Many of us live in cities. When people think of cities they think of concrete and asphalt. Dirt and slime. Garbage in smelly mountains. And rats. At least that is the less optimistic take on them. But they can also be centers of culture. Great places to go out for dinner. They can have wonderful parks and pools. And they are dense in critical resources, like nitrogen and phosphorus. They also have backyards and these days, community gardens. In other words, places to grow food. This leads to the question ‘How sustainable are our cities’ or how close to the future are we? 

The first article An urban agro-ecosystem: the example of nineteenth-century Paris is the ‘back’ part of the Back to the Future theme. Way back in the day, horses transported people around the City of Light. Likely back then the lights were gas powered - not electric.


This article details how food was grown in Paris in the mid 1800s. Enough was grown to supply each Parisian with 50 kg of fresh vegetables each year. High intensity systems produced 3-6 crops per year, with about half of the cultivation happening under glass. The soil consisted of horse manure. Loading rates of the manure ranged from 300 to over 1000 tons per hectare EVERY YEAR. The heat released by the manure also helped farmers to grow throughout the year. The author attempts to account for the N, P and K produced and used and to do energy calculations for the process. He notes that the productivity in Paris in the mid 1800s was higher than or equal to any commercial farms operating today. Using the horse manure turned a potential pollution problem into a resource.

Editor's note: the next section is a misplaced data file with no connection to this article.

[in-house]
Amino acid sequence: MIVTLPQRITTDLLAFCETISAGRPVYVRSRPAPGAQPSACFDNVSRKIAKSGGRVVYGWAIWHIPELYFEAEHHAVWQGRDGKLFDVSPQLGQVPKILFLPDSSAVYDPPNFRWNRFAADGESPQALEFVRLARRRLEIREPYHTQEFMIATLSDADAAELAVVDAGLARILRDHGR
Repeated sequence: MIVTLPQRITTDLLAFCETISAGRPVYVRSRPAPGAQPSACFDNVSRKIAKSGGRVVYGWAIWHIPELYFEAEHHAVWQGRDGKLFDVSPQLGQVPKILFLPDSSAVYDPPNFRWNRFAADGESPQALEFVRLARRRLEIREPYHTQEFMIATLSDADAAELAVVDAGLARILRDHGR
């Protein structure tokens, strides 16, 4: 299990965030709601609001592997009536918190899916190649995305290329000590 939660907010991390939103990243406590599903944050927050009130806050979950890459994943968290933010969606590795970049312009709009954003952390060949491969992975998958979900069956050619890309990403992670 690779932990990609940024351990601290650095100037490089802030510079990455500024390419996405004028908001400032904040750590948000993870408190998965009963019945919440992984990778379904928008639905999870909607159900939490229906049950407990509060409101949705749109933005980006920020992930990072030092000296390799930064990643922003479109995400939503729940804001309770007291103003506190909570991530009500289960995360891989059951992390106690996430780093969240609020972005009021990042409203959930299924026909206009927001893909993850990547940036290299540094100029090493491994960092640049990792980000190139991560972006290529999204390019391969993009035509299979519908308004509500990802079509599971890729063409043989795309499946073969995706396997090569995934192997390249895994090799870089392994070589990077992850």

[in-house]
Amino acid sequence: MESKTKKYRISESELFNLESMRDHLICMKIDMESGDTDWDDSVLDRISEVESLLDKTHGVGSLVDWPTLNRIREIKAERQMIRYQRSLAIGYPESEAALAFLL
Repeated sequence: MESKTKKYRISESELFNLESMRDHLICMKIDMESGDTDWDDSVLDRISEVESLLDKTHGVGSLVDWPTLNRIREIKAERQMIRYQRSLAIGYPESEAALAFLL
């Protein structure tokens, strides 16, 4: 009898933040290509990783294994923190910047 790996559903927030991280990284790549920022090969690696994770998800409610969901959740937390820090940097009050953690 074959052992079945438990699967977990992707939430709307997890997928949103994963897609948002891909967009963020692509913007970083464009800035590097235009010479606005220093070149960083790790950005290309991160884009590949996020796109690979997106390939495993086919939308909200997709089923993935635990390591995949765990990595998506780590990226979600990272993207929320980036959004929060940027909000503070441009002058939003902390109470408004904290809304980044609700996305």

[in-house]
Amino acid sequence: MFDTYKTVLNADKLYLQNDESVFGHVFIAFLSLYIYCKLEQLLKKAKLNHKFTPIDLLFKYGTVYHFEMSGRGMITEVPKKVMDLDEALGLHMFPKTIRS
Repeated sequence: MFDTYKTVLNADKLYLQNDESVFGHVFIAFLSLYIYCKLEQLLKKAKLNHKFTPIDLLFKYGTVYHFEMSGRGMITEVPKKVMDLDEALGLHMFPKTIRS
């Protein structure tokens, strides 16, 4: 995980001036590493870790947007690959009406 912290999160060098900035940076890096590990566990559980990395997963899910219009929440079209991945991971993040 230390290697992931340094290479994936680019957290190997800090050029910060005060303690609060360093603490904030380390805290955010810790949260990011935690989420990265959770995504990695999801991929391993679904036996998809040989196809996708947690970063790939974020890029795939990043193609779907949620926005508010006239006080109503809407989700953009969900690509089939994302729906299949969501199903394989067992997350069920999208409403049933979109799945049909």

That was then, this is now. Article #2 How Much Food Can We Grow in Urban Areas? Food Production and Crop Yields of Urban Agriculture: A Meta-Analysis looks at the literature to see how close we can get to Paris 150 years ago. The authors start with the usual litany of challenges facing food production. They note that food grown in urban areas, in both ‘green’ and ‘grey’ spaces. Green means soil and grey means alternative (hydroponic, rooftop, office buildings etc). Current estimates suggest that between 5-10% of the legumes, tubers and vegetables eaten are currently grown in cities. They categorized urban food production by type of crop and included vegetables and fruits (I’m OK with that) and also cereals and oil seed crops. You don’t see too many wheat fields in office buildings. For all categories (except sugar crops primary), yield of crops in urban areas was higher than in conventional agriculture.